GC: Ok, so Tiger wins the Masters by 12 shots and the phone starts ringing the next day?
JS: Yes. In a warm and fuzzy business such as ours, you get wacky people that will call you: “I need 10,000 buffaloes ASAP.” And we’d always say to them: “No problem. Send us a check for 50% up front and when we get it, we’ll start.”
So after the Masters, we got a call: “We’d like 10,000 tigers right now but we’re gonna want 30,000 total. And we want to pay you more for the tigers than you usually charge because we want premium service.”
I said, “No problem, just send me a check.” I gave them my address and that night I said to Steve, “I got another one of those phone calls today” and didn’t think anything more of it.
The next day I got a FedEx delivery and there was a check for $80,000 in it.
JS: I held it up to the light to see if it was real.
Then I started having problems breathing.
Steve and I jumped around, we were so excited. Then we looked at each other and said at the same time, “Oh, shit! How are we going to make 10,000 tigers?”
GC: Did they give you a deadline?
JS: No, they just sent a check.
GC: Then you called Bambi and asked her to cash the check for you.
Had you ever had an order like that?
JS: Oh, no. If we had a 100-piece order it was a big deal.
GC: So how do you make 10,000 tiger headcovers?
JS: First we called every sewer that we’d ever known and started them sewing. Then we had to order the fur. The fur manufacturer called back and said, “Do you really need this much fur or did you make a mistake?”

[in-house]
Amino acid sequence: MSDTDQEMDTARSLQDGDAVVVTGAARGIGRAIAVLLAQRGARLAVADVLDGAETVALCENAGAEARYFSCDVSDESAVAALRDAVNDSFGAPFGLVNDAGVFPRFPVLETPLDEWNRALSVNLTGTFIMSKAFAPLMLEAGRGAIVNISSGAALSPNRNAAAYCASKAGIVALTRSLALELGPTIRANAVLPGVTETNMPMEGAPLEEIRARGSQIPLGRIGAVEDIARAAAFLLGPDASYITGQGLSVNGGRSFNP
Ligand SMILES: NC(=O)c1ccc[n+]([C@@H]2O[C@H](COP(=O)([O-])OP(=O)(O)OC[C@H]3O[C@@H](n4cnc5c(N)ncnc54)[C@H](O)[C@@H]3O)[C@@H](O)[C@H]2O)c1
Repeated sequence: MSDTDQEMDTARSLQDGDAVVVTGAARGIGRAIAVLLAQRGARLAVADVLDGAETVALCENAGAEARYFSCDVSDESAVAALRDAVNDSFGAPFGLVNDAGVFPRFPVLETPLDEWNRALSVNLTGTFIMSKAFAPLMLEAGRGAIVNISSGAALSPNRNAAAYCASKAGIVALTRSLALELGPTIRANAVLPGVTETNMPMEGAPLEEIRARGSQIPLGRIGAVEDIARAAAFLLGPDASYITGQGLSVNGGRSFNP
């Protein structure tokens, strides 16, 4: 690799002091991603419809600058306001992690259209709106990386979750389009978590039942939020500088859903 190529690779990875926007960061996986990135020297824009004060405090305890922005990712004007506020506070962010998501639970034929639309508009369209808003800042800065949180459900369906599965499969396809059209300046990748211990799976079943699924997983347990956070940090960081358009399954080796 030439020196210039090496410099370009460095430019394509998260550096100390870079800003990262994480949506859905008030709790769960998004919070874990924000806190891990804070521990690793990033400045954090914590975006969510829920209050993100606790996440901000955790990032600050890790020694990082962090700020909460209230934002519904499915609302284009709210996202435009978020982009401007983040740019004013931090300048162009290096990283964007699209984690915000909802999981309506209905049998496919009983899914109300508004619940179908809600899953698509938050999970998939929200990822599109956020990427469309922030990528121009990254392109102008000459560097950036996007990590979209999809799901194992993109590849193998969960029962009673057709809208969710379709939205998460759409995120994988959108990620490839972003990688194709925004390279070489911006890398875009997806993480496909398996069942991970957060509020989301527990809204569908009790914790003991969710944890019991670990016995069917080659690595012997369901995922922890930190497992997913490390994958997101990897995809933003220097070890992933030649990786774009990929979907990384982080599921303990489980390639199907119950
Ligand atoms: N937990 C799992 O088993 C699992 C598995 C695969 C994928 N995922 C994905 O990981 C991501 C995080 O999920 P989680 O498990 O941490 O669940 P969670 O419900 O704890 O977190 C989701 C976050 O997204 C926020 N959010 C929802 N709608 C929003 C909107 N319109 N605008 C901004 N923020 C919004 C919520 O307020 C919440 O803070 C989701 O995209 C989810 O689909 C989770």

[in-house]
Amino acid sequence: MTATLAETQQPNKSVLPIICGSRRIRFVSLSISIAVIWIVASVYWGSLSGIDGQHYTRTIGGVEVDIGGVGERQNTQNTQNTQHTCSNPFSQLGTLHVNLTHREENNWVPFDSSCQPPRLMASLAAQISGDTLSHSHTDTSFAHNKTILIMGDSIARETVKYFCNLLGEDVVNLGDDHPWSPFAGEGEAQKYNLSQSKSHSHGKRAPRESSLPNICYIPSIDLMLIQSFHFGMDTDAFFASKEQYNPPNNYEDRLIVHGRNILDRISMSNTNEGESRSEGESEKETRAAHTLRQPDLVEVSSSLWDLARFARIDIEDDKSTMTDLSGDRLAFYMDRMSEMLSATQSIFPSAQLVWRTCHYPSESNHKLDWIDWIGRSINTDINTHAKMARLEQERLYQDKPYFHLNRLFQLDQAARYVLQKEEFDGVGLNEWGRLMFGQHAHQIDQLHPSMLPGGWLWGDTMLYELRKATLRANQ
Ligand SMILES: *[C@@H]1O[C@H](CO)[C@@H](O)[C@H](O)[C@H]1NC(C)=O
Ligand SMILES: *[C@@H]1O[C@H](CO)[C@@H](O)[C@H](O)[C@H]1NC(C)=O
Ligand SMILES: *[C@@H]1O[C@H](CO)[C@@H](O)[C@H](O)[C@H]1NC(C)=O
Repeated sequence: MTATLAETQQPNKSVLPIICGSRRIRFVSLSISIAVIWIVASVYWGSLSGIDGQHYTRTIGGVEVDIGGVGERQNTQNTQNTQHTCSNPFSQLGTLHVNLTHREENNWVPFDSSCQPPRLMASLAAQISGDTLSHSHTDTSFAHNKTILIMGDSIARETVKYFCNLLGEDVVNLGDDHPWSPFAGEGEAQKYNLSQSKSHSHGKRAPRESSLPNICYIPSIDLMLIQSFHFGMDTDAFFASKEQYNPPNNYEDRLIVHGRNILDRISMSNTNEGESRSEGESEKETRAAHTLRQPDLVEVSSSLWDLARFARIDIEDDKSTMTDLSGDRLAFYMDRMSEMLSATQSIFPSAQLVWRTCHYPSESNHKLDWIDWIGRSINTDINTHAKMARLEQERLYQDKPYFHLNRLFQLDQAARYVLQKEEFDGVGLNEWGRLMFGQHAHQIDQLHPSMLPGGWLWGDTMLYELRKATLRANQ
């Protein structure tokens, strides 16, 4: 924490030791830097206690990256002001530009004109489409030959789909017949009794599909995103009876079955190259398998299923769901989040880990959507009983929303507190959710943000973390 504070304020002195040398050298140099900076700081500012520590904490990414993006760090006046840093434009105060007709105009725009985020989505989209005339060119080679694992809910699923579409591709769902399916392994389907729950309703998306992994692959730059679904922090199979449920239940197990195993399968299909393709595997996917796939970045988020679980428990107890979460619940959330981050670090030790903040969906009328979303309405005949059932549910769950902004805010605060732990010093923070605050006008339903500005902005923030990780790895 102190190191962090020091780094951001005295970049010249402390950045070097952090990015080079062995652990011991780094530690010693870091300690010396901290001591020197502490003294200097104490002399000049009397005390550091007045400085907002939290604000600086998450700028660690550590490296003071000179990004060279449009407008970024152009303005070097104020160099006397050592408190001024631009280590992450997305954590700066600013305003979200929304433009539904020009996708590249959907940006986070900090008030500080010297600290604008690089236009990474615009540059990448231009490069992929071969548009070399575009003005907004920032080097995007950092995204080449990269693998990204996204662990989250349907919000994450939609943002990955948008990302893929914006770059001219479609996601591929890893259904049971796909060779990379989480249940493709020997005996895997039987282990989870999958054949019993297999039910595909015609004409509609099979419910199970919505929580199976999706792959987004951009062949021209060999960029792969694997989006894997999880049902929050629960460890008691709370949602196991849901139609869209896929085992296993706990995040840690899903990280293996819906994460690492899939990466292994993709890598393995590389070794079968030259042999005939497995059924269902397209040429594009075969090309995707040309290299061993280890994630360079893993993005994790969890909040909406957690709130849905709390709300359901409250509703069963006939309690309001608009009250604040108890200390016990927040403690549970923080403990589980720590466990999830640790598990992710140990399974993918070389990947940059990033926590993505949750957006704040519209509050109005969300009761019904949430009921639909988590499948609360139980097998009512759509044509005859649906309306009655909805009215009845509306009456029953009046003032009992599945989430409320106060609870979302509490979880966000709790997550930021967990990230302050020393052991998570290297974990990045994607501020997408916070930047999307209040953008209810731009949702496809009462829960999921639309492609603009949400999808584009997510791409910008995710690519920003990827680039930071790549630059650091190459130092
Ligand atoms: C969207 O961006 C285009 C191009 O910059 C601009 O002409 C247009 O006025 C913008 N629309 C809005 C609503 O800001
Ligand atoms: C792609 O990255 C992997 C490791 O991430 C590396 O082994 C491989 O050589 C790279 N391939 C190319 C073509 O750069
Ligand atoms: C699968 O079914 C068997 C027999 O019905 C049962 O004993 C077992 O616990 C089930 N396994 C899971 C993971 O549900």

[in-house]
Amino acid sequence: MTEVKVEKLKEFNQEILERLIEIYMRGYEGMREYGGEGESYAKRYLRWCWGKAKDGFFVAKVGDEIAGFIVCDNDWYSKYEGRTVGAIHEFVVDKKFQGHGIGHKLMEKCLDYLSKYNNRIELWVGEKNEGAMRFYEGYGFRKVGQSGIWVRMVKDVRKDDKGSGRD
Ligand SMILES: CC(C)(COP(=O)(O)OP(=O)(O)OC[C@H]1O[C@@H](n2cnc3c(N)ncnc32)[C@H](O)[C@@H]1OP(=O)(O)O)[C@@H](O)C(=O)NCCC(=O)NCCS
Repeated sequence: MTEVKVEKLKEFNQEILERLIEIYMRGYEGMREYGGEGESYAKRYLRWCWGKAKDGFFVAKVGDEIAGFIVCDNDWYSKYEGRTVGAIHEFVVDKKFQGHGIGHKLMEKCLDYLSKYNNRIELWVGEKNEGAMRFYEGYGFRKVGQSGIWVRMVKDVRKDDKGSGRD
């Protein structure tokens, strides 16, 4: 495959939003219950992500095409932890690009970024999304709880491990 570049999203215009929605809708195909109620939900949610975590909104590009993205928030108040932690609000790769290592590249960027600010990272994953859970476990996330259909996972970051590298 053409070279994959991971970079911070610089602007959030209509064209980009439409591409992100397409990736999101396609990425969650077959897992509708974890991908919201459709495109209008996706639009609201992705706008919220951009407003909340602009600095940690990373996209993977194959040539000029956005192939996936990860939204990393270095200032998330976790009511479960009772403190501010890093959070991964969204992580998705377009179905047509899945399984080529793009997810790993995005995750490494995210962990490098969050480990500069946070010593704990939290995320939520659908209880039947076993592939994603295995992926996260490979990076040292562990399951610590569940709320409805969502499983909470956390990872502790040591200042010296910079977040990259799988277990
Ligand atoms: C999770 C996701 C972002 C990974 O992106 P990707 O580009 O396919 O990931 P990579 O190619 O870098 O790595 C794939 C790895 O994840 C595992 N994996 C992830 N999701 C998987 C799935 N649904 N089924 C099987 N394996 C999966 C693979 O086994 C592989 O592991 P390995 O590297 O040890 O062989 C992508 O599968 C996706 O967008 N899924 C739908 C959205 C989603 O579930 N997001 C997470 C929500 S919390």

“No, we really do. But we need terms because we don’t have any money.” We were so afraid that we couldn’t fill the order that we opened a separate bank account and put the $80,000 check in there in case we had to give it back.
GC: How long would it take to make one tiger headcover?
JS: In the beginning, it would take one person all day to make thirty. So we moved into a larger building to handle the orders. Because this young stud was carrying a headcover, it made it ok for all men to carry them.
GC: Not to carry just tigers but any kind of animal?
JS: Anything, yeah. All of their alter egos were coming out, so we were doing lots of gorillas and whatever you felt like when you had to hit a driver.
GC: I put a brassiere on mine.
JS: I’ve had a skunk on mine for a long time.
GC: So things really took off because of Tiger.
JS: Yeah. We contacted some factories in Mexico and they would send us their sewers and we’d teach them all night how to sew.
GC: Can Steve sew?
JS: Yeah, we all learned how. And we would cut the material at night to have it ready for the sewers who came in the morning.
GC: How long did it take to do 10,000 tigers?
JS: It seemed like a lifetime. It took several months.
GC: So even though the customers wanted these headcovers “tomorrow,” they stuck with you anyway?
JS: They did. For which we were very grateful.
GC: Did you ever have any communication with Mr. Woods about these tiger headcovers?